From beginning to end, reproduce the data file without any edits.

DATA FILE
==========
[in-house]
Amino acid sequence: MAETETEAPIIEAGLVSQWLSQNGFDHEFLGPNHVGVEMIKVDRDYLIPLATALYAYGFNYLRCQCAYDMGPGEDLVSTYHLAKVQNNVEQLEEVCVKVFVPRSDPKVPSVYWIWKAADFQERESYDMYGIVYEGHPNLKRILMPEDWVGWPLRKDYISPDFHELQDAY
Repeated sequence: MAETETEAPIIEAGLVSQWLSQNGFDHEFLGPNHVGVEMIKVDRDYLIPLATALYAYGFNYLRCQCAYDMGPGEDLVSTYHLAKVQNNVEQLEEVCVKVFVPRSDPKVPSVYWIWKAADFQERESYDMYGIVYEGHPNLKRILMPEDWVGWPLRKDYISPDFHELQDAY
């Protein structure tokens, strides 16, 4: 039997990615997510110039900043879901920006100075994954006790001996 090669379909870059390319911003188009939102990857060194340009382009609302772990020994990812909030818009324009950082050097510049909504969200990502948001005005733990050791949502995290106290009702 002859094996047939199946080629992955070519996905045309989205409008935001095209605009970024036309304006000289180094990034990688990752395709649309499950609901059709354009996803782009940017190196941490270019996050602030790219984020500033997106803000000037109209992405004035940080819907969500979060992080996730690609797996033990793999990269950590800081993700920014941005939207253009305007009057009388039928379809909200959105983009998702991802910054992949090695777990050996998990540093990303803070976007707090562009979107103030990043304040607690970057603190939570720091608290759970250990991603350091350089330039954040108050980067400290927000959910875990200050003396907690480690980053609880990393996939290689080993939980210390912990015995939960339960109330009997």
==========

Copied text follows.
[in-house]
Amino acid sequence: MAETETEAPIIEAGLVSQWLSQNGFDHEFLGPNHVGVEMIKVDRDYLIPLATALYAYGFNYLRCQCAYDMGPGEDLVSTYHLAKVQNNVEQLEEVCVKVFVPRSDPKVPSVYWIWKAADFQERESYDMYGIVYEGHPNLKRILMPEDWVGWPLRKDYISPDFHELQDAY
Repeated sequence: MAETETEAPIIEAGLVSQWLSQNGFDHEFLGPNHVGVEMIKVDRDYLIPLATALYAYGFNYLRCQCAYDMGPGEDLVSTYHLAKVQNNVEQLEEVCVKVFVPRSDPKVPSVYWIWKAADFQERESYDMYGIVYEGHPNLKRILMPEDWVGWPLRKDYISPDFHELQDAY
């Protein structure tokens, strides 16, 4: 039997990615997510110039900043879901920006100075994954006790001996 090669379909870059390319911003188009939102990857060194340009382009609302772990020994990812909030818009324009950082050097510049909504969200990502948001005005733990050791949502995290106290009702 002859094996047939199946080629992955070519996905045309989205409008935001095209605009970024036309304006000289180094990034990688990752395709649309499950609901059709354009996803782009940017190196941490270019996050602030790219984020500033997106803000000037109209992405004035940080819907969500979060992080996730690609797996033990793999990269950590800081993700920014941005939207253009305007009057009388039928379809909200959105983009998702991802910054992949090695777990050996998990540093990303803070976007707090562009979107103030990043304040607690970057603190939570720091608290759970250990991603350091350089330039954040108050980067400290927000959910875990200050003396907690480690980053609880990393996939290689080993939980210390912990015995939960339960109330009997």